“In essence I’m a warm, compassionate and practical counsellor using a combination of counselling approaches and tools to help you in a caring, manageable and meaningful way.”
I use an integrated counselling approach combining person-centred talking therapy, problem-solving and cognitive behavioural tools within a psychodynamic frame which allows me to create a personalised therapy that’s unique and right for you.
What is an integrated approach?
An integrated approach combines different therapeutic tools and approaches to fit the needs of the individual client. By combining elements drawn from different schools of thought, integrative therapy becomes a more flexible and inclusive approach than more traditional, singular forms of psychotherapy.
By working this way, I can offer clients the deep listening and acceptance they need coupled with practical tools and psychological education, while at the same time be more engaged and participative than other types of counselling allows.
Some of the tools I use are; drawing, guided imagery, photo therapy, chair work, breathing and body awareness, worksheets, homework exercises, journalling, self-talk, questionnaires and other online resources, I use these approaches and tools separately or together, whatever works best for your well being, sense of self, growth and progress.
Much of my work is rooted in Attachment Theory which is based on how as a baby, infant and child the client’s emotional needs were met or not, in turn determining their attachment style and how they behave in their adult relationships. Understanding how you communicate your needs, respond to conflict, intimacy, express yourself and view the emotional and physical connections within your relationships can help self-awareness and understanding of the struggles you face and ultimately what needs to be modified.
If you want to know a little more about the different counselling approaches I use and what to expect, please read on..
What is Person Centred Counselling?
Person Centred Counselling, pioneered by Carl Rogers uses a non-directive approach that allows clients to take more of a lead in discussions so that, in the process, they will discover their own solutions. The therapist acts as a compassionate facilitator, listening without judgment and acknowledging the client’s experience without moving the conversation in another direction. The therapist is there to encourage and support the client and to guide the therapeutic process without interrupting or interfering with the client’s process of self-discovery.
Empathy, unconditional positive regard and a genuine desire to understand the client are the central characteristics of Person Centred Therapy (PCT) and form the core part of my counselling approach.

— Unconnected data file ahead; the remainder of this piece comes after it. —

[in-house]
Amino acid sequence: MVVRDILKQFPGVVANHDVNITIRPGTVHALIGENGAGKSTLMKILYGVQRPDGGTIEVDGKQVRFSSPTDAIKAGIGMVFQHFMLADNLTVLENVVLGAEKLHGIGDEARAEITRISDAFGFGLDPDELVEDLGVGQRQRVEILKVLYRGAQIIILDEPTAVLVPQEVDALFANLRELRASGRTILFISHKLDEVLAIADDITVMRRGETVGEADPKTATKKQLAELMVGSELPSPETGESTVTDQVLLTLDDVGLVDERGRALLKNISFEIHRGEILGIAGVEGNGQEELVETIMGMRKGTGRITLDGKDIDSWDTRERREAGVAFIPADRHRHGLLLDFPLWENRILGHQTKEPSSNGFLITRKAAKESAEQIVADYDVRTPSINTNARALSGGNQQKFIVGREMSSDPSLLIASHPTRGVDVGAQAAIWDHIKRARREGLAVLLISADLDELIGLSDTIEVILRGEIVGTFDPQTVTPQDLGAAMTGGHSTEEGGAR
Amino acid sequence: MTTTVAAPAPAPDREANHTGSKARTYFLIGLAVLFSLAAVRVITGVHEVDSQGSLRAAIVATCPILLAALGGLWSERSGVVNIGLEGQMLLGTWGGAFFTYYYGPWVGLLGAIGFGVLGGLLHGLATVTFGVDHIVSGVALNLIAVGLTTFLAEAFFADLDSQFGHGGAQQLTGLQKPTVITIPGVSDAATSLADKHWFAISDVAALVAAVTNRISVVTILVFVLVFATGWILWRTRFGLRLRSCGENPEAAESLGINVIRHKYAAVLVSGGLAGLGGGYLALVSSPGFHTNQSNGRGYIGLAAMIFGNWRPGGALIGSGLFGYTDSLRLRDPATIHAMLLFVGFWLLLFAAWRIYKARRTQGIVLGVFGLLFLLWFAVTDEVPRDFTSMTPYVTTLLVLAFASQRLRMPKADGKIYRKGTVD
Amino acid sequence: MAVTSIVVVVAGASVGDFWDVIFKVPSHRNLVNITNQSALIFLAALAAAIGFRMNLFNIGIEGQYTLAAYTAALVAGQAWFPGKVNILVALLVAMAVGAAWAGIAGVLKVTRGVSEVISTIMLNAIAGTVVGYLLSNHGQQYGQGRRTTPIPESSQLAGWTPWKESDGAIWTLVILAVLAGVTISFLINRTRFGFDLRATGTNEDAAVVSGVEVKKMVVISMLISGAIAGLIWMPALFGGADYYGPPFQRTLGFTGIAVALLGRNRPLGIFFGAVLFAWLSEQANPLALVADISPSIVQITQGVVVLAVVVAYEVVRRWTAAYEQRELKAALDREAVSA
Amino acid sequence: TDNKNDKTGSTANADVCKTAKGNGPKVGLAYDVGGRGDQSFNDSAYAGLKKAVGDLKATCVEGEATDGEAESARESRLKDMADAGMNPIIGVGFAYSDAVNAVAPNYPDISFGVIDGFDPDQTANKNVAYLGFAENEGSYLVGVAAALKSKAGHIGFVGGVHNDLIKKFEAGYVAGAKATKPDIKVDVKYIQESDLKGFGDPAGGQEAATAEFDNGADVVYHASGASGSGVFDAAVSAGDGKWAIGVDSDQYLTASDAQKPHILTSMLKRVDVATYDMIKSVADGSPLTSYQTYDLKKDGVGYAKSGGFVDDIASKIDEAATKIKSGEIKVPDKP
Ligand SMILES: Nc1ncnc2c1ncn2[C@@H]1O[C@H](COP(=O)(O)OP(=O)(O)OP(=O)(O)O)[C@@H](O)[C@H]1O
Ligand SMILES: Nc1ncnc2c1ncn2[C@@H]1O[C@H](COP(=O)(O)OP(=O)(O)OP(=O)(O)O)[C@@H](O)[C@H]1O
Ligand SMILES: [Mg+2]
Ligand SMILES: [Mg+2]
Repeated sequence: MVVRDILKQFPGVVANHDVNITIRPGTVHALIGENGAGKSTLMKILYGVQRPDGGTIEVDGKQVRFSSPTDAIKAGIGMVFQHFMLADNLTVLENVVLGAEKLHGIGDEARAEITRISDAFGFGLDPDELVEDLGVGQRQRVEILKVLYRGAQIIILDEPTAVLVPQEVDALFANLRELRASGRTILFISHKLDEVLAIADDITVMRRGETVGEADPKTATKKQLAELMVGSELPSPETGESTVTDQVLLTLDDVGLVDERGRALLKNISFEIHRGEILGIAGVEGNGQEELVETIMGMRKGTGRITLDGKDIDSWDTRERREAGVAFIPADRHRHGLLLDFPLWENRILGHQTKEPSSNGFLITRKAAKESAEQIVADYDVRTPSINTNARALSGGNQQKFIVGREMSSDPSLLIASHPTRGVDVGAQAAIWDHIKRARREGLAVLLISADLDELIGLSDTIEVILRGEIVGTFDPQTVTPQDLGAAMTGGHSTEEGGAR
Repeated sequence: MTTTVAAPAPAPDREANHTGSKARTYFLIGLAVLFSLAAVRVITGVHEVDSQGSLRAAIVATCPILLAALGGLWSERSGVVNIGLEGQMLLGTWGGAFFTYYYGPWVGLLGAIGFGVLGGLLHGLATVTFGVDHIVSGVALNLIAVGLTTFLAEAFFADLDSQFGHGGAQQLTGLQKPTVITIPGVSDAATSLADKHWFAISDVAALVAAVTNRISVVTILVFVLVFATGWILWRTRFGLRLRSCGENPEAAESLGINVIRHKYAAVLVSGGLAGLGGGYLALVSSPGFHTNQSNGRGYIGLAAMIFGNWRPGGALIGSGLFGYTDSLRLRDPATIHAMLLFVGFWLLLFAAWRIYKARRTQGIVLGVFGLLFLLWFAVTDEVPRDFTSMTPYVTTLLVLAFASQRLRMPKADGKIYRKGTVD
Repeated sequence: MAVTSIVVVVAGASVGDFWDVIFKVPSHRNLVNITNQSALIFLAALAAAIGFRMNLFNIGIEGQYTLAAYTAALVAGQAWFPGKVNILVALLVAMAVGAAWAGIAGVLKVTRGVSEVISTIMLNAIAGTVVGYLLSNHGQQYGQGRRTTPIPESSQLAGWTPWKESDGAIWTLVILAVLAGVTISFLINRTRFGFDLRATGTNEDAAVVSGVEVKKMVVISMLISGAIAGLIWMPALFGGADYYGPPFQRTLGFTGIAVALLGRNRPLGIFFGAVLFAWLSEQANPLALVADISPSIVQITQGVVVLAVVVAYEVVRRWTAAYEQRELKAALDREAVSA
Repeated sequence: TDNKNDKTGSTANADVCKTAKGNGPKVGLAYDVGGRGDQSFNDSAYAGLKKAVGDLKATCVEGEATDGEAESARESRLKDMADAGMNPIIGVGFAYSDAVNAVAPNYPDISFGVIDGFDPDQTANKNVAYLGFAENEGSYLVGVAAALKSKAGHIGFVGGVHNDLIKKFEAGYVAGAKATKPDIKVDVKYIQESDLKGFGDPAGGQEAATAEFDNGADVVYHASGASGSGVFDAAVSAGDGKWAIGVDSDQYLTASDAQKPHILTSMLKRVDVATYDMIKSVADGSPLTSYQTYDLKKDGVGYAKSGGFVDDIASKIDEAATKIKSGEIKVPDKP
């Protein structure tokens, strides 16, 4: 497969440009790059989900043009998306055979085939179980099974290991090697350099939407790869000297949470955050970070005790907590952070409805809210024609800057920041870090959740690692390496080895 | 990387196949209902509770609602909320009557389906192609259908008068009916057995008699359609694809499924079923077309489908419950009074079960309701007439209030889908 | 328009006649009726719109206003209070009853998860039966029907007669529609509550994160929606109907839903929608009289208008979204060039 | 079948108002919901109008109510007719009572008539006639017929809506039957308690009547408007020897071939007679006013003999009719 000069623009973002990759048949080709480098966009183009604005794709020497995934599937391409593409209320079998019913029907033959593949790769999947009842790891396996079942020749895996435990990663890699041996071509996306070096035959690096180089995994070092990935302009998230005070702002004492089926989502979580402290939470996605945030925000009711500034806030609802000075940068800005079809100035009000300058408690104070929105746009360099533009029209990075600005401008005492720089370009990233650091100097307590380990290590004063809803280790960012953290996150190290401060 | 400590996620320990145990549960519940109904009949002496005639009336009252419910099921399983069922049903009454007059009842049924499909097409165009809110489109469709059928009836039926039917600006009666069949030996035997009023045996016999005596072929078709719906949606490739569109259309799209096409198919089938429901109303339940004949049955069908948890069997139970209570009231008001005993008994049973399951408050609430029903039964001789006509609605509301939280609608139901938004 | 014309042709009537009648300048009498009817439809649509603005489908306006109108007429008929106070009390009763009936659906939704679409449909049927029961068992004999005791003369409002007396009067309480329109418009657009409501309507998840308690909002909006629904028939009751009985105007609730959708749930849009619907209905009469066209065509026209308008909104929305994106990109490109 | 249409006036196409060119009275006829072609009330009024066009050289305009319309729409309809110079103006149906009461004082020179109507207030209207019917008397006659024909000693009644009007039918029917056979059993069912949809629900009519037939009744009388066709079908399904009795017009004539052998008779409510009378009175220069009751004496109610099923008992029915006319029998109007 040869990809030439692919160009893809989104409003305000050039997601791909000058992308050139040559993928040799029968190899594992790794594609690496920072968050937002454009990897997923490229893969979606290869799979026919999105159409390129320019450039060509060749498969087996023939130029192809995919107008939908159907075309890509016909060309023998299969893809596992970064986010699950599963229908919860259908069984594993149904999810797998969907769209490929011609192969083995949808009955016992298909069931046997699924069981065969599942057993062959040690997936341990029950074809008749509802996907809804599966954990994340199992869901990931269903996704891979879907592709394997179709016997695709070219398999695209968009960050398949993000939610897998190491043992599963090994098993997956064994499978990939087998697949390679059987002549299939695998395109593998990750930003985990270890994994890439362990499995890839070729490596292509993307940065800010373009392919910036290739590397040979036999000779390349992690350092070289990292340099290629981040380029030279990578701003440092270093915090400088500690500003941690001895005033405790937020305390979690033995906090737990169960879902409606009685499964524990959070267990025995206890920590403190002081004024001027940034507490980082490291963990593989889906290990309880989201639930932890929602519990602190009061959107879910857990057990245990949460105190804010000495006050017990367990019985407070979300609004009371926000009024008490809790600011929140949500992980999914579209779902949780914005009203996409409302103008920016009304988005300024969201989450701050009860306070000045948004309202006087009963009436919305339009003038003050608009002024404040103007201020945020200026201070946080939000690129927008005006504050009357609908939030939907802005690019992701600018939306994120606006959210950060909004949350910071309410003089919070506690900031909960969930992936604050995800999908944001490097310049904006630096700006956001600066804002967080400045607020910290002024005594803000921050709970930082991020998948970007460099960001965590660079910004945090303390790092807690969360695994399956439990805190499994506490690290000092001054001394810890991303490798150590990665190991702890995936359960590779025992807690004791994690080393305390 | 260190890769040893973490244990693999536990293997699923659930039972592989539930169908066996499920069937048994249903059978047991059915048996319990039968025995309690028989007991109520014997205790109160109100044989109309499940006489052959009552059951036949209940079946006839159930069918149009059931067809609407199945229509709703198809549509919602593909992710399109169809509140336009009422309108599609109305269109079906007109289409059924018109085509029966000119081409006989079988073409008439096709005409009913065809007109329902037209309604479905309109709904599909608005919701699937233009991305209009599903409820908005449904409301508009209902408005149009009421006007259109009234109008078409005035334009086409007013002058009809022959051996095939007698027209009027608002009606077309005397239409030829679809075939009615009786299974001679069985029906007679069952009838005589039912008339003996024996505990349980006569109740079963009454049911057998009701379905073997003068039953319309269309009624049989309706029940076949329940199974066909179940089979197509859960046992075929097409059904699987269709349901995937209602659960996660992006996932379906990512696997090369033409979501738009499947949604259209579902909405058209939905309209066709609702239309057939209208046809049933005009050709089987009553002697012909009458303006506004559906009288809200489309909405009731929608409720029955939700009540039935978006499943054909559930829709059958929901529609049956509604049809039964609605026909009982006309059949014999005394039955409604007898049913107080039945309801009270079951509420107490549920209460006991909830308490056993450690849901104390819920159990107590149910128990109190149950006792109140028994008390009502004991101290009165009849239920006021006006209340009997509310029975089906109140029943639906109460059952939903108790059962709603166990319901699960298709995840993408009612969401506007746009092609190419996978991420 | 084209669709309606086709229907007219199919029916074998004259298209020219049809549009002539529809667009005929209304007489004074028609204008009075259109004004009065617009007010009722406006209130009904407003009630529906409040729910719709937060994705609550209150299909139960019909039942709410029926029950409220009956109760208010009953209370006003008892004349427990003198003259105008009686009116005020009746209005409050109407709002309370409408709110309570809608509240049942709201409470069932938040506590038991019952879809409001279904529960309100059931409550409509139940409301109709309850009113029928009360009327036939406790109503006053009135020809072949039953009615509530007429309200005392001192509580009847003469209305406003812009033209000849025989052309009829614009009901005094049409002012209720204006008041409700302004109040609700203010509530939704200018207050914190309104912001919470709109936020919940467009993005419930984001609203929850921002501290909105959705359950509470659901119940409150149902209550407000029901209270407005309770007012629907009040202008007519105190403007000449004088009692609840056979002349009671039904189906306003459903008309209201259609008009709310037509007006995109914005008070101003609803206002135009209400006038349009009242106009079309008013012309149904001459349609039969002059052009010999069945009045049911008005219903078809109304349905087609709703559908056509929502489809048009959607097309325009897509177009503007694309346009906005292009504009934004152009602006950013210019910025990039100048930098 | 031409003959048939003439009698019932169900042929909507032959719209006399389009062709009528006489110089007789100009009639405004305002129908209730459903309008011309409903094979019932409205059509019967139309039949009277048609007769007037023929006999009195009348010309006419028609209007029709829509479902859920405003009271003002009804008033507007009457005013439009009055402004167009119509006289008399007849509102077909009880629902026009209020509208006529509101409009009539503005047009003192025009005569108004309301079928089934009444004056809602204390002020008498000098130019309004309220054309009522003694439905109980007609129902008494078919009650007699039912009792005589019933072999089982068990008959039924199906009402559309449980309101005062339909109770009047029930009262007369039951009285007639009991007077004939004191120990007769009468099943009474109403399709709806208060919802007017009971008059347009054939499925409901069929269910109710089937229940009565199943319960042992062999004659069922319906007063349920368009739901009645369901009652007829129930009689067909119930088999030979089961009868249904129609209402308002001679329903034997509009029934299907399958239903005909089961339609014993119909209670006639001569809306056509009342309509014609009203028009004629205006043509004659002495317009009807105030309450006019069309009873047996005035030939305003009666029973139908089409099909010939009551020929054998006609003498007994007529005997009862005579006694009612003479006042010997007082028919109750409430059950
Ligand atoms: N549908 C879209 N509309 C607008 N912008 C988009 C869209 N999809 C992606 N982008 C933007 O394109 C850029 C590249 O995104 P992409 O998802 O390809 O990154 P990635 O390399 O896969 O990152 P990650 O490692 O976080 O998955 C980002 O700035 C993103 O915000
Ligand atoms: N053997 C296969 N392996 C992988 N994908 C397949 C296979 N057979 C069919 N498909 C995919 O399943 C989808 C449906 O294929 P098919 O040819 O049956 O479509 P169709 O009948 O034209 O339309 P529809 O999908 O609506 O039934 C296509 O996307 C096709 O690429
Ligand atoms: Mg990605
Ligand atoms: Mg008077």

What is the Problem Solving Approach?
This counselling approach founded by Gerard Egan, helps people solve problems and develop opportunities for a better future by using a flexible, easy and practical three stage model. The model addresses three main questions. 1)what’s going on? 2) what do I want instead? 3) how might I get what I want? The emphasis is on empowering the person, with their own agenda at the centre of the process, moving them towards choices and actions for meaningful and realistic solutions.
I have found this approach works hand in hand with person centred therapy and works particularly well with people who are feeling stuck or have lost meaning and purpose in their lives.
What Is Cognitive Behavioral Therapy (CBT)?
CBT, or Cognitive Behavioural Therapy looks at how we think about a situation and how this affects the way we act. In turn, our actions can affect how we think and feel. The way our body feels is linked to our emotions and our thoughts.
The therapist and client work together in noticing whether any thoughts or behaviours are unhelpful for the client, and thinking about whether these could be changed. CBT focuses on solutions, encouraging clients to challenge distorted cognitions and change unhelpful patterns of behavior.
What Is Psychodynamic Therapy?
In psychodynamic therapy, therapists help people look at emotions, thoughts, early-life experiences, and beliefs to gain insight into their lives and their present-day problems and to evaluate the patterns they have developed over time. Recognizing recurring patterns helps people see the ways in which they avoid distress or develop defense mechanisms as a method of coping so that they can take steps to change those patterns.
The therapeutic relationship is central to psychodynamic therapy as it can show how the the client interacts with his or her friends and loved ones. In addition, transference in therapy—the transferring of one’s feelings for a parent, for example, onto the therapist—can also help illuminate the ways that early-life relationships affect a person today. This intimate look at interpersonal relationships can help a person to see his or her part in relationship patterns and empower him or her to transform that dynamic.